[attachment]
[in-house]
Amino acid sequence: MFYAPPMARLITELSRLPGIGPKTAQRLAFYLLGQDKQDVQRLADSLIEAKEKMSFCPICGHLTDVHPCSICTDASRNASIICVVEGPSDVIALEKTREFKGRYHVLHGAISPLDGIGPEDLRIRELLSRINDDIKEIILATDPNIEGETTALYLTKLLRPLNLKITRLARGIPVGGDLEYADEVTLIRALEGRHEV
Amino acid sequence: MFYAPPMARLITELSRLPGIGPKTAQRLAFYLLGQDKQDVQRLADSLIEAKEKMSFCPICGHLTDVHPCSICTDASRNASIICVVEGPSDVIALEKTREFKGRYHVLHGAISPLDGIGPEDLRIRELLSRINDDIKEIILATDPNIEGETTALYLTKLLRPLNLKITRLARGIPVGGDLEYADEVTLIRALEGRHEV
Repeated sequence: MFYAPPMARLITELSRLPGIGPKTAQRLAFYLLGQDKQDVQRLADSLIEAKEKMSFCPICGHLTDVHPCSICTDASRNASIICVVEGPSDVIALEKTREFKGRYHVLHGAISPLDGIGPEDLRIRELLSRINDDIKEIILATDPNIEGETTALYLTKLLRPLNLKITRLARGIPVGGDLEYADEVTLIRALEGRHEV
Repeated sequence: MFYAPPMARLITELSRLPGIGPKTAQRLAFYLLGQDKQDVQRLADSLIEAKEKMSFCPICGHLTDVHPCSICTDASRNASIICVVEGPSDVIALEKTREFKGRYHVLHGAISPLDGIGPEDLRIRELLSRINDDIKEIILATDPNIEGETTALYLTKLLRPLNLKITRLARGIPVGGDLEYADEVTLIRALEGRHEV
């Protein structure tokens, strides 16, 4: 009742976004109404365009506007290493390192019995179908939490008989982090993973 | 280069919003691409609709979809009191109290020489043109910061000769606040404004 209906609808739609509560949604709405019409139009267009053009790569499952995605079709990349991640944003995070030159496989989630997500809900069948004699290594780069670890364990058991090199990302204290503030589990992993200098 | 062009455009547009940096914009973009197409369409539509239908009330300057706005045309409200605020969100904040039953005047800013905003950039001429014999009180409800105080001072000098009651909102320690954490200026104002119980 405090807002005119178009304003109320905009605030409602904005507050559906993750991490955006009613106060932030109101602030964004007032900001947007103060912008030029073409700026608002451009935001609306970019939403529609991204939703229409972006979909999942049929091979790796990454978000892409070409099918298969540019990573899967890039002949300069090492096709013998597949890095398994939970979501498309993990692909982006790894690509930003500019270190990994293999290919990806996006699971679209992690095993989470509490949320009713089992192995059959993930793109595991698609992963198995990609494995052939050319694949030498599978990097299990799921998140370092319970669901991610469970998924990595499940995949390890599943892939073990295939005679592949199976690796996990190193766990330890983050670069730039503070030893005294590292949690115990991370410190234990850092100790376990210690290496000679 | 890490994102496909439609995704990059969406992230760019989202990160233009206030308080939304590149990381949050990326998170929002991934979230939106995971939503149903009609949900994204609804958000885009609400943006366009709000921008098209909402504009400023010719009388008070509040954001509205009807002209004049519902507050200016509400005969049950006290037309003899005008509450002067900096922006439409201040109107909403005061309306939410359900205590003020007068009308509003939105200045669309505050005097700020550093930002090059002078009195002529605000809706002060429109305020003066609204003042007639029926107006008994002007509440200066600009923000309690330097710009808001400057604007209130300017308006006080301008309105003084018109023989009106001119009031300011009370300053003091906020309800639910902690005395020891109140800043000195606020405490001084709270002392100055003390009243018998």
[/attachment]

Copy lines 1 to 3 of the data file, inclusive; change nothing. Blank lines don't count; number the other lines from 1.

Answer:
[in-house]
Amino acid sequence: MFYAPPMARLITELSRLPGIGPKTAQRLAFYLLGQDKQDVQRLADSLIEAKEKMSFCPICGHLTDVHPCSICTDASRNASIICVVEGPSDVIALEKTREFKGRYHVLHGAISPLDGIGPEDLRIRELLSRINDDIKEIILATDPNIEGETTALYLTKLLRPLNLKITRLARGIPVGGDLEYADEVTLIRALEGRHEV
Amino acid sequence: MFYAPPMARLITELSRLPGIGPKTAQRLAFYLLGQDKQDVQRLADSLIEAKEKMSFCPICGHLTDVHPCSICTDASRNASIICVVEGPSDVIALEKTREFKGRYHVLHGAISPLDGIGPEDLRIRELLSRINDDIKEIILATDPNIEGETTALYLTKLLRPLNLKITRLARGIPVGGDLEYADEVTLIRALEGRHEV